Not everybody is taking it easy, though. Three days a week, Mansur Rasiwala, 70, turns his Cuffe Parade home into a boot camp. “I follow the virtual bootcamp by Akshay Kamble and Siddharth Naik, and yoga sessions by Eoin Finn on YouTube. Because I’ve been into fitness since the age of 12, it’s now a lifestyle.” He wakes up at 5.45 am every day and exercises from 7 am to 8.30 am. He also does 50 push ups and 50 sit ups and some amount of weight training.
Given the plethora of age-appropriate, online options, there’s no dearth of resources for seniors if they know what they are looking for.
Harinder Ahluwalia, a 72-year-old from Bengaluru, knew that she needed a replacement for her yoga sessions when her neighbourhoood health centre shut down in March. At her daughter-in-law’s insistence, she downloaded a fitness app. Until then, her exposure to mobile applications was restricted to listening to Gurbani or Sikh hymns. “I used to go for a yoga class because I don’t enjoy exercising alone at home. It’s no fun. But the lockdown left me with no choice,” she says. While starting an exercise routine can feel intimidating at first, it needn’t get complicated with the right guidance, she thinks. Ahluwalia now devotes an hour every morning to cardio exercises and yoga asanas. She is slowly warming up to the new routine. “What I have begun to like about these virtual workouts is the detailing they entail. The trainers keep a log of my diet needs and water intake, so it feels holistic.”
Geeta Notani has invested in a fitness tracker which is synced to an app and keeps track of health parameters
Like Ahluwalia, it did not take long for Khar resident Geeta Notani, who runs a chocolate brand, to switch over to a smart fitness device. “I love walking and wanted to keep track of how much distance I was covering, so I invested in a fitness tracker, which is synced to a mobile app.” The 61-year-old says she now has a goal to look forward to. “I started with 6,000 steps a day, moved to 9,000 and even went up to 13,000. But that was too much and everybody told me to cool down because you can’t overdo exercising at this stage.”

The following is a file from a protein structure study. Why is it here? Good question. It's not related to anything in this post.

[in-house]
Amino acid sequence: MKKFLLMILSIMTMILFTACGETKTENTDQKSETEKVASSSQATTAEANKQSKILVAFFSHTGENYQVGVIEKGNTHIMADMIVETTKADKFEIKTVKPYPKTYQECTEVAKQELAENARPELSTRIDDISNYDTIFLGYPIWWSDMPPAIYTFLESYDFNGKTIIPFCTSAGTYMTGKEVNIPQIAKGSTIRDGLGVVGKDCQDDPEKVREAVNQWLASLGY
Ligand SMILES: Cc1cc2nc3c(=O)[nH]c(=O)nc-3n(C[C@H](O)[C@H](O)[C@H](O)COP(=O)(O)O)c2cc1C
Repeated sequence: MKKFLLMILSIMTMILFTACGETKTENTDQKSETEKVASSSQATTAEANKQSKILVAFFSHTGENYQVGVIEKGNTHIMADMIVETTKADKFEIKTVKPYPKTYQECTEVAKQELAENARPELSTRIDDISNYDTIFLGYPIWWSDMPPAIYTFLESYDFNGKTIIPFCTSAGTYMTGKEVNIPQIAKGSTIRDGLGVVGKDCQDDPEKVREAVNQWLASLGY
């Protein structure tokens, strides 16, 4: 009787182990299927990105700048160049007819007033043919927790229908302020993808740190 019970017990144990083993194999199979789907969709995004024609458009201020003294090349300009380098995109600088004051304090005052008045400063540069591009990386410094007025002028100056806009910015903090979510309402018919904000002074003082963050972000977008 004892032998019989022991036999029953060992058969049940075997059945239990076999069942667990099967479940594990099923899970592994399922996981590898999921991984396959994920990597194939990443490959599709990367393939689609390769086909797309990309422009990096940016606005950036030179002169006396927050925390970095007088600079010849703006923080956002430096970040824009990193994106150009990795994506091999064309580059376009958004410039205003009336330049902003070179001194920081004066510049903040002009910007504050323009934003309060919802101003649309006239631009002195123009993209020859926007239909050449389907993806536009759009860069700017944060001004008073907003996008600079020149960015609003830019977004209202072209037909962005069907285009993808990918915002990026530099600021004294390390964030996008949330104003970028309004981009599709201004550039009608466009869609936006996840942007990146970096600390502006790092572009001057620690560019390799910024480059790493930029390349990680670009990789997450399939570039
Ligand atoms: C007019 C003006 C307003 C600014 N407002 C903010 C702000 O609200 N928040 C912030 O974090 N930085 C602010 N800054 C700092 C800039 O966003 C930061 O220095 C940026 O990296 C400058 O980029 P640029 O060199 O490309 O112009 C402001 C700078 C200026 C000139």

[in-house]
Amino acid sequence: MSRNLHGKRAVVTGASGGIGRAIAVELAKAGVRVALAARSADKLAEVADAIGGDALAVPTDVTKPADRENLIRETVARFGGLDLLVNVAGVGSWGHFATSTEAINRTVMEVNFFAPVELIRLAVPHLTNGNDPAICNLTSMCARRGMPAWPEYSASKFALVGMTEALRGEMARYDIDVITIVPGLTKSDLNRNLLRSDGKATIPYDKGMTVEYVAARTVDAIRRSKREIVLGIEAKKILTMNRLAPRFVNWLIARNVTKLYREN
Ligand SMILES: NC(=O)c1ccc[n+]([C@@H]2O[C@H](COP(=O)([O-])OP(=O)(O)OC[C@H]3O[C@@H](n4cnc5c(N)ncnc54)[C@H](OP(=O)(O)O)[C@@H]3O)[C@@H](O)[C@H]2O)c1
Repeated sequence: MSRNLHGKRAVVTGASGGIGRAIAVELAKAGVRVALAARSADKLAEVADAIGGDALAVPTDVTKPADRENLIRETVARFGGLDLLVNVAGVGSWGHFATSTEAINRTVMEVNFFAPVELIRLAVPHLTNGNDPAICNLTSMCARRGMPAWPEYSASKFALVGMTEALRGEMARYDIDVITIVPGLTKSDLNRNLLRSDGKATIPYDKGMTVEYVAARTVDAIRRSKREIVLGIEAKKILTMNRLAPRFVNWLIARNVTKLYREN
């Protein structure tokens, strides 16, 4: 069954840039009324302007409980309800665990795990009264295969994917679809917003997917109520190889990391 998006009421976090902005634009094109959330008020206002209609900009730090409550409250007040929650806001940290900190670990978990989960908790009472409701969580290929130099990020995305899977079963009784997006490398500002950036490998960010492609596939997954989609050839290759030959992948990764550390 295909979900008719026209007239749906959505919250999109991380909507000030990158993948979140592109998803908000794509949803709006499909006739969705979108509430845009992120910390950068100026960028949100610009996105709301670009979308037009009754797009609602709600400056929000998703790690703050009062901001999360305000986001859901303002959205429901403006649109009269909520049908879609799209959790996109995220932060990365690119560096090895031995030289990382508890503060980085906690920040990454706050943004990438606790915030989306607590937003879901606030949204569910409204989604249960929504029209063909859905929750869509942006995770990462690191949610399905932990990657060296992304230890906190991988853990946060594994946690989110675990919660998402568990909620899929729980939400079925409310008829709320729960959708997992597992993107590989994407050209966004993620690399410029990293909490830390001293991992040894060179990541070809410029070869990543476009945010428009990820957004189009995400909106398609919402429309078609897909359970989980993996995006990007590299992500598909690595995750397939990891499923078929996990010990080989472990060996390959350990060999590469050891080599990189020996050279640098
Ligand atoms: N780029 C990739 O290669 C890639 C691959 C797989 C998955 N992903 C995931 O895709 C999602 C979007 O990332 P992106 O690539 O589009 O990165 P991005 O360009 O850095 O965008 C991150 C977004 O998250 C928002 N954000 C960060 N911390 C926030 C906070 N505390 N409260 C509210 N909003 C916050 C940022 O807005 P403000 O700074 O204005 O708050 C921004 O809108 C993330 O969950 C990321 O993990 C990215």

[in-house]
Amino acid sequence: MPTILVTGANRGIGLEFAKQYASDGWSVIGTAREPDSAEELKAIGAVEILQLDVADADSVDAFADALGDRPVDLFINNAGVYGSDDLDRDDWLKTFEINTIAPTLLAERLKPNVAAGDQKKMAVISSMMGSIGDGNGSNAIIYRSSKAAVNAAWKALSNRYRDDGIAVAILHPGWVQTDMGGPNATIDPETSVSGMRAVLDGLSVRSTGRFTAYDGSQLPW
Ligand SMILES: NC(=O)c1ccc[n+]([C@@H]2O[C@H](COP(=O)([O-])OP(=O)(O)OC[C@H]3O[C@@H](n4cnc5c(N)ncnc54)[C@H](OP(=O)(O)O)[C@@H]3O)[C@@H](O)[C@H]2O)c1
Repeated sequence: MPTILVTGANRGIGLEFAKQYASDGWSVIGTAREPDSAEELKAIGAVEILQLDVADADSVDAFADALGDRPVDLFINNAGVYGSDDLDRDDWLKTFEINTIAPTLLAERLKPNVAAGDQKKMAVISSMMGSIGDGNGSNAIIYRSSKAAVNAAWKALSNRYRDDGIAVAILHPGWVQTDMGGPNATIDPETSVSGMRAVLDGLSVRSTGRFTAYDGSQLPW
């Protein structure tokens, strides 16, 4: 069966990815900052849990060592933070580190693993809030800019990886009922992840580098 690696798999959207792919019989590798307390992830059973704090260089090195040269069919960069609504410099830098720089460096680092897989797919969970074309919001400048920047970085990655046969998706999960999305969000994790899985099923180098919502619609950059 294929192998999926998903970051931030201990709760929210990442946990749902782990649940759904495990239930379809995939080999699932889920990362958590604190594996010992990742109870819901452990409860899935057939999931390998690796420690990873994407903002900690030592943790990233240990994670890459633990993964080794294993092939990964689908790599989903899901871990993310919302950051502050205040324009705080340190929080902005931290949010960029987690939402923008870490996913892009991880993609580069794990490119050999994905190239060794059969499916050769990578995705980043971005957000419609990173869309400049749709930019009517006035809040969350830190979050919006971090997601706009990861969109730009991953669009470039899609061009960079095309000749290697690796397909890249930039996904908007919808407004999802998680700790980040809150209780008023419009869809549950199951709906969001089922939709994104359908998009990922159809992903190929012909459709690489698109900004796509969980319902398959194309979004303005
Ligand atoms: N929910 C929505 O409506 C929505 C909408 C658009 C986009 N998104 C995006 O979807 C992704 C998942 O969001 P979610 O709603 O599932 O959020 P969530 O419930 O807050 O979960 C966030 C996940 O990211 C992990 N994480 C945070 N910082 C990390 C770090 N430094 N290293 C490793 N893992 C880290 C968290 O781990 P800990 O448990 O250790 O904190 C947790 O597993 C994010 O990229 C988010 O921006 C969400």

Bhavna Harchandrai conducts a one-on-one virtual fitness workout session with a client
Fitness instructor Bhavna Harchandrai believes it’s a bad idea for seniors to follow fitness apps or YouTube videos unmonitored. She has consciously refrained from group video sessions given the age group she’s involved with. “Just before the pandemic broke, I had conducted a talk for the IMC as part of their Fitness for Senior Citizens programme. During the lockdown, many of them approached me for a group session, but I declined. You have to customise the regimen because many have specific concerns such as joint pain, vertigo, blood pressure and the trainer has to monitor their form, technique, cater the workout to their needs as well as pause when required.” A couple of years ago, Harchandrai signed up for a course in Australia that focused on fitness for seniors. One of the things she learnt was chair exercises that work different muscle groups in the body. The workout has now come handy. “They can’t do zumba and pilates, so I’ve tried to introduce simple dance exercises to make it engaging. In fact, for many, I see that it’s proving exciting to shake a leg!”